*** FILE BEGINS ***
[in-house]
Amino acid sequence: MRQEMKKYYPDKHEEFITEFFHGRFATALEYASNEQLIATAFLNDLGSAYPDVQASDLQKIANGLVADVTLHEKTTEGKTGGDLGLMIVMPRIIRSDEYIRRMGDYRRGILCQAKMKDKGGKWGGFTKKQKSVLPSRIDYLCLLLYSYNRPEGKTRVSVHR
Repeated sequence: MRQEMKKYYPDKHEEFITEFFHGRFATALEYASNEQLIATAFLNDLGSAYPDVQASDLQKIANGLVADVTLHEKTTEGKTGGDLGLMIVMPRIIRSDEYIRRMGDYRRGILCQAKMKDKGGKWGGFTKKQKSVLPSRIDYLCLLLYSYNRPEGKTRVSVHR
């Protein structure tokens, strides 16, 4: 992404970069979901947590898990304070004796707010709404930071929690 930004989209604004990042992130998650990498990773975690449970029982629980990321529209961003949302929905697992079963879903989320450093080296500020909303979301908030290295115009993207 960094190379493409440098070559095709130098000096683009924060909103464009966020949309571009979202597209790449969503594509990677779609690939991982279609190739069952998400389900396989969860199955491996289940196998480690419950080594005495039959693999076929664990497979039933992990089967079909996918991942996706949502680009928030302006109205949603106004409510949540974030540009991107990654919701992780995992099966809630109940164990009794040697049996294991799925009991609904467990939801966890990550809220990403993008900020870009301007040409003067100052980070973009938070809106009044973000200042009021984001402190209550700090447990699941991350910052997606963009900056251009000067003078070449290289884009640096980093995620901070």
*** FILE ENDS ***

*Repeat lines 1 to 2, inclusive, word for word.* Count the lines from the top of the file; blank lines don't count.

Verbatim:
[in-house]
Amino acid sequence: MRQEMKKYYPDKHEEFITEFFHGRFATALEYASNEQLIATAFLNDLGSAYPDVQASDLQKIANGLVADVTLHEKTTEGKTGGDLGLMIVMPRIIRSDEYIRRMGDYRRGILCQAKMKDKGGKWGGFTKKQKSVLPSRIDYLCLLLYSYNRPEGKTRVSVHR